Tuesday, August 7, 2012

Rodent Relations III: Stealing

I've covered Biting and Bickering.  The last bit in this series is stealing.  I'm sure there are more types of bad behavior between bonded pigs.  These are just what sprang to mind when Pinni and Bertie's actions upset The Girls Next Door.

Guinea pigs are willful little creatures.  Pinni loves to oust Bertie from some good sleeping spot or force her to move to some other spot in the cage.  Abercrombie loved to pull the treat bowl into the hidey house and block the entrance so she could eat all the treat by herself.  And all guinea pigs, even the most bonded pair, will steal food from each other.  Often it's straight out from the other's mouth.  Some people view this as being mean, but it's really just par for the course for any herd of guinea pigs.  Obviously, what one pig is eating must taste better than anything else in the cage, so why should that pig get to eat it all?  If it's a really good morsel, then the idea is to snatch it from the one eating it, and high-tail it to another corner of the cage to eat as much as possible before the first pig (or some other pig) comes to take it.  I used this piggy attitude when Willow was on her own to entice her to eat more hay (Healthy Competition).

Occasionally, there's enough good food to go around, and the urge to steal food approaches the appearance of sharing.  In this video, Pinniped initially warns Bertie that this is her territory, which includes a lunge and nip.  She doesn't want Bertie intruding or taking the hay that she's already claimed (all tubes of hay, for whatever reason, are Pinni's property).  Bertie blithely ignores Pinni's warnings and they eventually settle in and spent the next 10 minutes peacefully sharing hay.




After all of biting, screaming, lunging, stealing and peeing that I've told you about my girls, you must wonder why I insist that they are happily bonded?  With all they do to each other, how can they be best friends?  Because life is generally peaceful.  Athena and Vicky were nearly joined at the hip and Vicky was seriously depressed when Athena passed (she had no one to hassle).  Pippin hated to be separated from Willow and once breached a grid wall in order to be with Willow (I had separated them, briefly, in an effort to get Willow to bond with Vicky, which obviously didn't work).

A typical bonded pair
Bertie and Pinni do things together more often than not.  They'll eat together.  They go exploring together.  With three levels of living quarters, they are often sleep within a handsbreadth of each other.  Unlike Athena and Vicky, they are not cuddlers; I do not find them snuggled up with each other by choice.  Although we did find them the other night, sleeping so close together they nearly touched.  It appears that when Bertie isn't feeling well, Pinni watches over her.  Such a small thing speaks volumes about two pigs that are happy together.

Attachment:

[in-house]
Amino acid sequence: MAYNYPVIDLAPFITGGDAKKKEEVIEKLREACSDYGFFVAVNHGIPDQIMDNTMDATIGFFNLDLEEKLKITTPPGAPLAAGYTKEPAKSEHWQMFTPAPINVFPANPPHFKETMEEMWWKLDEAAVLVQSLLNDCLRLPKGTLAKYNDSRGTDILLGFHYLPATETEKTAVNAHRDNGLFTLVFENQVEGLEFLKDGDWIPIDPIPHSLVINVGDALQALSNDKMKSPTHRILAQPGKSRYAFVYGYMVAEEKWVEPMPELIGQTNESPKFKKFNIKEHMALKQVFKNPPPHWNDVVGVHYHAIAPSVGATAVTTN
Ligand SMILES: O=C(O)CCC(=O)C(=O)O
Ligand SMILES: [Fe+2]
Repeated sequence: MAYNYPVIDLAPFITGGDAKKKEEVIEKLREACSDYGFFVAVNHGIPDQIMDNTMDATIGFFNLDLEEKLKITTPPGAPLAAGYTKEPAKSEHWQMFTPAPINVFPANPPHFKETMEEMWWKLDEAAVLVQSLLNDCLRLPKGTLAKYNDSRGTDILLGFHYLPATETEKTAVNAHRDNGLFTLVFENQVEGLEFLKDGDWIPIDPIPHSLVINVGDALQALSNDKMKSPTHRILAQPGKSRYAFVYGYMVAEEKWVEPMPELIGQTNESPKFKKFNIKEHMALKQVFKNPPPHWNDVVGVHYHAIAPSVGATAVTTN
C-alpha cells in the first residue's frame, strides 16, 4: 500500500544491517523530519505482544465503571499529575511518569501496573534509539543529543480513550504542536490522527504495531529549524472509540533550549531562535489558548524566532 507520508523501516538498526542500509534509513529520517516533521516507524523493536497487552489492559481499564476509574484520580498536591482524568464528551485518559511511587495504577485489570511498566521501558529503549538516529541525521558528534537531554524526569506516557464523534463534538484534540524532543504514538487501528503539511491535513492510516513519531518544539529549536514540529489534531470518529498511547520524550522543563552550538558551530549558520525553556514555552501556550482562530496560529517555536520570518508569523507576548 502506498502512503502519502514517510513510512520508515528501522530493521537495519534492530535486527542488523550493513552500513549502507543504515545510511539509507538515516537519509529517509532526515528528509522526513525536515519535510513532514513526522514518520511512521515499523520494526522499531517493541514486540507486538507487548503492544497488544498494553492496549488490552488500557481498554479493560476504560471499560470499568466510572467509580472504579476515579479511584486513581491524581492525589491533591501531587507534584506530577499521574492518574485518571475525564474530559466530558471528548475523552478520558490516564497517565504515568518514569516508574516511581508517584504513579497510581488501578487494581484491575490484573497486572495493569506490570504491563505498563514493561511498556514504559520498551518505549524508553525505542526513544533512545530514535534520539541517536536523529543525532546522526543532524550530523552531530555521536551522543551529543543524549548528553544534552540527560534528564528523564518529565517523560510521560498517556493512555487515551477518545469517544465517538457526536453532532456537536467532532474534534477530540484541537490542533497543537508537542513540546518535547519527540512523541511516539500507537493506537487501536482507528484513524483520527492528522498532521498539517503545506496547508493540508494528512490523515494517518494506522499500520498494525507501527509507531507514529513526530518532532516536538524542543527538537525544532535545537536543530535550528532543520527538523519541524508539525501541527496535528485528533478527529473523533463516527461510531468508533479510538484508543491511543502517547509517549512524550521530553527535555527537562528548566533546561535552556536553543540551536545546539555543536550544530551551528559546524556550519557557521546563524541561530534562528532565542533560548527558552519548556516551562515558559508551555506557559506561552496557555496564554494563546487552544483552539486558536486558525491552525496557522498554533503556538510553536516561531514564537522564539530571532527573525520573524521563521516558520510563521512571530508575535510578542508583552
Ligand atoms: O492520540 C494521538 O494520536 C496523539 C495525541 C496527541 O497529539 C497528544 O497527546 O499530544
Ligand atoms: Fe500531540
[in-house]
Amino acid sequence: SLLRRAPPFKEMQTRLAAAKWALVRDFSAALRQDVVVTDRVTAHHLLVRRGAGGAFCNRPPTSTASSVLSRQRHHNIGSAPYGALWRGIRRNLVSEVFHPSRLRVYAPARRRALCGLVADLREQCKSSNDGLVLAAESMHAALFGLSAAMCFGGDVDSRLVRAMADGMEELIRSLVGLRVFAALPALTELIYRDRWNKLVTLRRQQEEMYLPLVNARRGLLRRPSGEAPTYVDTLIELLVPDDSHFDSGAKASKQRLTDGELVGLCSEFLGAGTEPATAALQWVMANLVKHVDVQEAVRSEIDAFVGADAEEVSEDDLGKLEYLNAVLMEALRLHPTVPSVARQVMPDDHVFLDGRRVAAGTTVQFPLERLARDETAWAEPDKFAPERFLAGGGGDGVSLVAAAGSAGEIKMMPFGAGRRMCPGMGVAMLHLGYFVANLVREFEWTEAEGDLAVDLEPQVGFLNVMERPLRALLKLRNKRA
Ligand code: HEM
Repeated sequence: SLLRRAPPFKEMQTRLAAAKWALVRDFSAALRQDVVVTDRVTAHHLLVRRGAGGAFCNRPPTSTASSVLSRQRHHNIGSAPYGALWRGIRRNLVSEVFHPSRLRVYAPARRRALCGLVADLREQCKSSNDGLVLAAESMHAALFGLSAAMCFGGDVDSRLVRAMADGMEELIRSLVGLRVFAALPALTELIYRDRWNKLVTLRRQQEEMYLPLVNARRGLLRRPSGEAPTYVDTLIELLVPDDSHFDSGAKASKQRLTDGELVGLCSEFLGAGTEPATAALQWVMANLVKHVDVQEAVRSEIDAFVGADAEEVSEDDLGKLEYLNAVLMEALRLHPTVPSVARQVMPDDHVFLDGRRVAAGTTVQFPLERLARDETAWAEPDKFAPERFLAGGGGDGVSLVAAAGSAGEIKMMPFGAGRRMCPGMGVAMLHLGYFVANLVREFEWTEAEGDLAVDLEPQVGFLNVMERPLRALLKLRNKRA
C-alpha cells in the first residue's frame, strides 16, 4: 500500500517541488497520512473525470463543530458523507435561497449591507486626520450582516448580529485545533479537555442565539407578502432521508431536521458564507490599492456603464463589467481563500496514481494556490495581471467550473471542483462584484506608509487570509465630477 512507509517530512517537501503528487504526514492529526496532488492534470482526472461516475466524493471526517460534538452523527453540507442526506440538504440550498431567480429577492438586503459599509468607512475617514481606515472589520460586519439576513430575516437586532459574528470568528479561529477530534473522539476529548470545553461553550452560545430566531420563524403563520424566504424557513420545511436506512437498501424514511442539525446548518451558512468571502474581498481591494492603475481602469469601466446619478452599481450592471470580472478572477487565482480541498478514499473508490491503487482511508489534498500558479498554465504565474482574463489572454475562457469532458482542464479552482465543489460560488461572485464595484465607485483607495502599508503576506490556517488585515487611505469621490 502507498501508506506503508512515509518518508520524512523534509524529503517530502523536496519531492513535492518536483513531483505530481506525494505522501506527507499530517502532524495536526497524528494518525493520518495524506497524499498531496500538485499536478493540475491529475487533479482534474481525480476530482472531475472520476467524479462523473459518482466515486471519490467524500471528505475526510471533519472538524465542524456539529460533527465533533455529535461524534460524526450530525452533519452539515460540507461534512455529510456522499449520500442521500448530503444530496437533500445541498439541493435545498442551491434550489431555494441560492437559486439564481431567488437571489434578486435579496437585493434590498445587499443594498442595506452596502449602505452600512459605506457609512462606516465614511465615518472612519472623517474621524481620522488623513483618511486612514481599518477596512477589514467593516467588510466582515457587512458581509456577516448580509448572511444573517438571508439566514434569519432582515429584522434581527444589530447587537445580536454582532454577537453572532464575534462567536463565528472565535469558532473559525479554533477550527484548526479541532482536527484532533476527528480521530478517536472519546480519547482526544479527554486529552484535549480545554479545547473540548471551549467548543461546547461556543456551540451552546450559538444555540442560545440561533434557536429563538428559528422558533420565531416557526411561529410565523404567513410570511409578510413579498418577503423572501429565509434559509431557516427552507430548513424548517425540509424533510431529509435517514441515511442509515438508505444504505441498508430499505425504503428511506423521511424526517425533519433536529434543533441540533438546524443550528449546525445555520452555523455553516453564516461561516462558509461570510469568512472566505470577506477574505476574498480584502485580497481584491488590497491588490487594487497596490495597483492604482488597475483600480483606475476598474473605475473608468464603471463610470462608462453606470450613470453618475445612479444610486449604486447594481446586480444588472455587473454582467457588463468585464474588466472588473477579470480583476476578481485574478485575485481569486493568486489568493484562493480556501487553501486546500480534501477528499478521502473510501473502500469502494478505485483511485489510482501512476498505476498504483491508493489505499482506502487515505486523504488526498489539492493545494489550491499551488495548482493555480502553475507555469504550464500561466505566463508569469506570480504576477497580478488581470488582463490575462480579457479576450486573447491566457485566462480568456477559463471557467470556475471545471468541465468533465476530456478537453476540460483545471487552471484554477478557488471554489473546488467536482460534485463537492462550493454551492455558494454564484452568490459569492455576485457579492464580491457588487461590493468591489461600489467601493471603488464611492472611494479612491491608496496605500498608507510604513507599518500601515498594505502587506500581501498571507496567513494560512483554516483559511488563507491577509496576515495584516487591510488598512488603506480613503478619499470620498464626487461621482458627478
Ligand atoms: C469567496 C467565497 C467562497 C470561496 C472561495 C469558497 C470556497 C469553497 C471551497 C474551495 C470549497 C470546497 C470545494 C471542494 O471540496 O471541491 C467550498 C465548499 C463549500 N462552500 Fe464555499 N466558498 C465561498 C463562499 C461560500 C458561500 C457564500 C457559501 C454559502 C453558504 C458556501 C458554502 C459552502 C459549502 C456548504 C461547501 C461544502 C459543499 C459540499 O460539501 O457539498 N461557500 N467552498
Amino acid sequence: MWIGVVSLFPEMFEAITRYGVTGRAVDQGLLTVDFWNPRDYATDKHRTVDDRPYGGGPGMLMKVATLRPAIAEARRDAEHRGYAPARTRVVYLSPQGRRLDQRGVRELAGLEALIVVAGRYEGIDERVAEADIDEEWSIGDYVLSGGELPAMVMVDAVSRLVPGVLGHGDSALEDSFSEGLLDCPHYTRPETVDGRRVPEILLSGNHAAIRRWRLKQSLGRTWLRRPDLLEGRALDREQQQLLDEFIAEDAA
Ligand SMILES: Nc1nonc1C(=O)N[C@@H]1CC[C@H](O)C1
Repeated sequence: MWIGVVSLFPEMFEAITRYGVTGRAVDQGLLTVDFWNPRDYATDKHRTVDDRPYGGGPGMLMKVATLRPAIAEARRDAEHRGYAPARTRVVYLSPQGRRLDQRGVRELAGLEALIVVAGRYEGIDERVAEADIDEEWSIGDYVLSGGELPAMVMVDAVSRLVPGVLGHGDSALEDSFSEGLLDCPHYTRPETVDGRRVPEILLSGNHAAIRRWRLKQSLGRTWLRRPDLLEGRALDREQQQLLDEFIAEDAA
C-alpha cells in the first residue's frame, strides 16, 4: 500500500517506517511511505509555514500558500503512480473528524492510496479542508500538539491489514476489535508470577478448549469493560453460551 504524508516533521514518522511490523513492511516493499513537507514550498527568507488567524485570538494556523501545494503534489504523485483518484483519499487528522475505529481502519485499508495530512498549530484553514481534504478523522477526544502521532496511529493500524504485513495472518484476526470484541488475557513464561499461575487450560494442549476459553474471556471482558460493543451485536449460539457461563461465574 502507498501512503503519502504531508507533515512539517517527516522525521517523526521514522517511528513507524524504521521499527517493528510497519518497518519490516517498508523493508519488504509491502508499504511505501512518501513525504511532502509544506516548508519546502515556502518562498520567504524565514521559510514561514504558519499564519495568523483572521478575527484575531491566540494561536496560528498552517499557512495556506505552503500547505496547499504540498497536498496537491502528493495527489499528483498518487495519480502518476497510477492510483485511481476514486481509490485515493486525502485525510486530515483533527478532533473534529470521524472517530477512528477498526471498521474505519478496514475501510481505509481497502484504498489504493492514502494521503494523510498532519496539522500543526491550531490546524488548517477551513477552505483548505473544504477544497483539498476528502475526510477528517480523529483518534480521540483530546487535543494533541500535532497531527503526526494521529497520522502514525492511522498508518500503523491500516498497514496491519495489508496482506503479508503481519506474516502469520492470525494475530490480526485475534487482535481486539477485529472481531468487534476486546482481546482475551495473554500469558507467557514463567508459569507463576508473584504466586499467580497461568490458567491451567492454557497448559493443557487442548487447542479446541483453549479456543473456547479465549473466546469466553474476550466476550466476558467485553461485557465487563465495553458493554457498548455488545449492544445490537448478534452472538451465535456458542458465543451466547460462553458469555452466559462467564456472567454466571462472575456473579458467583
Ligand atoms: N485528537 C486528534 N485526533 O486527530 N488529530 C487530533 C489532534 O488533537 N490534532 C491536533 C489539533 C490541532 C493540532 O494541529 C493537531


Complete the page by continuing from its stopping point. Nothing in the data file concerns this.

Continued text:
Any good friendship will have it's ups and downs.  And sometimes it's not easy see how deep the bonds are in a couple, especially when it appears at first glance that they don't get along.  Relationships are rarely simple, even with guinea pigs.


4 comments :

  1. I have noticed that competition with cagemates discourages picky eating. Good for making sure each pig eats their share!

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  2. Thanks for sharing all of these tips :) I have 3 pigs - 2 adopted as a bonded pair, the third adopted later. At first the new comer, Fergie, was tolerated more than loved but they are all quite bonded now. And despite Fergie always lifting her head as high as possible to maintain her dominance, she is always there to groom my other two pigs' faces, help them pull the cage liner back and burrow under it (even though she, herself, is not a burrower) and she has also spent a lot of time cuddling with Wendy this past week as Wendy recovers from a UTI. It's so sweet to watch them in the nice moments, it almost makes me forget all the naughty ones full of head-butting, rumbling and stealing! At least I am not the only one sometimes confused by their back-and-forth, love-hate relationships.

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  3. Excellent stories Sally! And great replies detailing and describing piggie behavior. You all have made a passionate arguments why piggies should not be kept alone (unless, off course they really do not get along with others - but even then, they should have close contacts to other peegs, separated by a divider for example).
    Pigs are social, period. And if you want to observe their full palette of behavioral facets, its only possible in a small herd of two (minimum).
    I know, I am preaching to the choir, but I thought it can't hurt to state this important requirement for piggie mental and physical health again.

    Uli

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